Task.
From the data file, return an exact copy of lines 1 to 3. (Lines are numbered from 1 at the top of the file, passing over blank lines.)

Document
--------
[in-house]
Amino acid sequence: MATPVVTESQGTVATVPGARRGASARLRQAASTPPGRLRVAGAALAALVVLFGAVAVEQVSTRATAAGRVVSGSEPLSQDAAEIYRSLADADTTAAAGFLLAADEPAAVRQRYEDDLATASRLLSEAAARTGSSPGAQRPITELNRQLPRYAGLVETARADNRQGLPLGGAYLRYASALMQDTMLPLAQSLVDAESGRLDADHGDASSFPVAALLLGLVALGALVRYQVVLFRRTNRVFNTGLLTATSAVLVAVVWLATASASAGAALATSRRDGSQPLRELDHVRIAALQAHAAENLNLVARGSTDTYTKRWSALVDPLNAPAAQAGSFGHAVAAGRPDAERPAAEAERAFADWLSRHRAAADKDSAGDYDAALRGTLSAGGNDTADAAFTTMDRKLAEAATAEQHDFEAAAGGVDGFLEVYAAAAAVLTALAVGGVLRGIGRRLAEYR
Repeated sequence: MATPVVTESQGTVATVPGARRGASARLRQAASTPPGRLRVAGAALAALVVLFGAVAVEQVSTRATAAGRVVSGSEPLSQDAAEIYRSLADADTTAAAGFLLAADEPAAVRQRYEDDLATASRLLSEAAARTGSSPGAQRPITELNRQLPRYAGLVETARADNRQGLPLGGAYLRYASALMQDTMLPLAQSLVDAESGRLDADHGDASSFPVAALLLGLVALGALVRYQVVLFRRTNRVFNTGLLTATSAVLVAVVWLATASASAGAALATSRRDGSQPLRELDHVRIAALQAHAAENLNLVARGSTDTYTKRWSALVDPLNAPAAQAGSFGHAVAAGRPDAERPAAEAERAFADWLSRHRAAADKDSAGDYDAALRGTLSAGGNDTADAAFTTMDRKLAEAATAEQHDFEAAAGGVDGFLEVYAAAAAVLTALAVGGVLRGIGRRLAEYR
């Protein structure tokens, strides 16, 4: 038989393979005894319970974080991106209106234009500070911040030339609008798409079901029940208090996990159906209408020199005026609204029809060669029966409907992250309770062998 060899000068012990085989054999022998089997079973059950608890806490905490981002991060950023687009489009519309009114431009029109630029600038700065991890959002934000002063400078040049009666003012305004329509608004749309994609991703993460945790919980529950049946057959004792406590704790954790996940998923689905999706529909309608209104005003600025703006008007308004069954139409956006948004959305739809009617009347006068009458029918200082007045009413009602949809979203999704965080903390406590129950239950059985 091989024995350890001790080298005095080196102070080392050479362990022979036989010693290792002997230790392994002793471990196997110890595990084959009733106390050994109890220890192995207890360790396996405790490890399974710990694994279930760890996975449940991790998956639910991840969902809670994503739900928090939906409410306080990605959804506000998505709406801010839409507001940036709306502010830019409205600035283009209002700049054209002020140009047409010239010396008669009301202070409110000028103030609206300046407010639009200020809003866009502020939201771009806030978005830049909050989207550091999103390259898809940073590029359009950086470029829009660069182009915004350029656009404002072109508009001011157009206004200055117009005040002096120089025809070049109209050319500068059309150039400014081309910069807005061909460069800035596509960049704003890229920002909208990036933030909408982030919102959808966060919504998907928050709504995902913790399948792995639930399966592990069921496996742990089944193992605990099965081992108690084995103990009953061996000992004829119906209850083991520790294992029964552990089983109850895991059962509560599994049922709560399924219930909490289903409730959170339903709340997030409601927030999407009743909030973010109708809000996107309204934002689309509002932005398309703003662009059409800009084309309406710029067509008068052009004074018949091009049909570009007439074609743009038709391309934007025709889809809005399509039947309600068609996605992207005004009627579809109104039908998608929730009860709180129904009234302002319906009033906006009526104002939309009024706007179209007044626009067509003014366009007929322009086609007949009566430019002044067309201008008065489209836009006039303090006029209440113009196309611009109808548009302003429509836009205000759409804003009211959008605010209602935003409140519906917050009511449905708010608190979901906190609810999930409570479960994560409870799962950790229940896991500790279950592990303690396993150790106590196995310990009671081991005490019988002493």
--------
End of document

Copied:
[in-house]
Amino acid sequence: MATPVVTESQGTVATVPGARRGASARLRQAASTPPGRLRVAGAALAALVVLFGAVAVEQVSTRATAAGRVVSGSEPLSQDAAEIYRSLADADTTAAAGFLLAADEPAAVRQRYEDDLATASRLLSEAAARTGSSPGAQRPITELNRQLPRYAGLVETARADNRQGLPLGGAYLRYASALMQDTMLPLAQSLVDAESGRLDADHGDASSFPVAALLLGLVALGALVRYQVVLFRRTNRVFNTGLLTATSAVLVAVVWLATASASAGAALATSRRDGSQPLRELDHVRIAALQAHAAENLNLVARGSTDTYTKRWSALVDPLNAPAAQAGSFGHAVAAGRPDAERPAAEAERAFADWLSRHRAAADKDSAGDYDAALRGTLSAGGNDTADAAFTTMDRKLAEAATAEQHDFEAAAGGVDGFLEVYAAAAAVLTALAVGGVLRGIGRRLAEYR
Repeated sequence: MATPVVTESQGTVATVPGARRGASARLRQAASTPPGRLRVAGAALAALVVLFGAVAVEQVSTRATAAGRVVSGSEPLSQDAAEIYRSLADADTTAAAGFLLAADEPAAVRQRYEDDLATASRLLSEAAARTGSSPGAQRPITELNRQLPRYAGLVETARADNRQGLPLGGAYLRYASALMQDTMLPLAQSLVDAESGRLDADHGDASSFPVAALLLGLVALGALVRYQVVLFRRTNRVFNTGLLTATSAVLVAVVWLATASASAGAALATSRRDGSQPLRELDHVRIAALQAHAAENLNLVARGSTDTYTKRWSALVDPLNAPAAQAGSFGHAVAAGRPDAERPAAEAERAFADWLSRHRAAADKDSAGDYDAALRGTLSAGGNDTADAAFTTMDRKLAEAATAEQHDFEAAAGGVDGFLEVYAAAAAVLTALAVGGVLRGIGRRLAEYR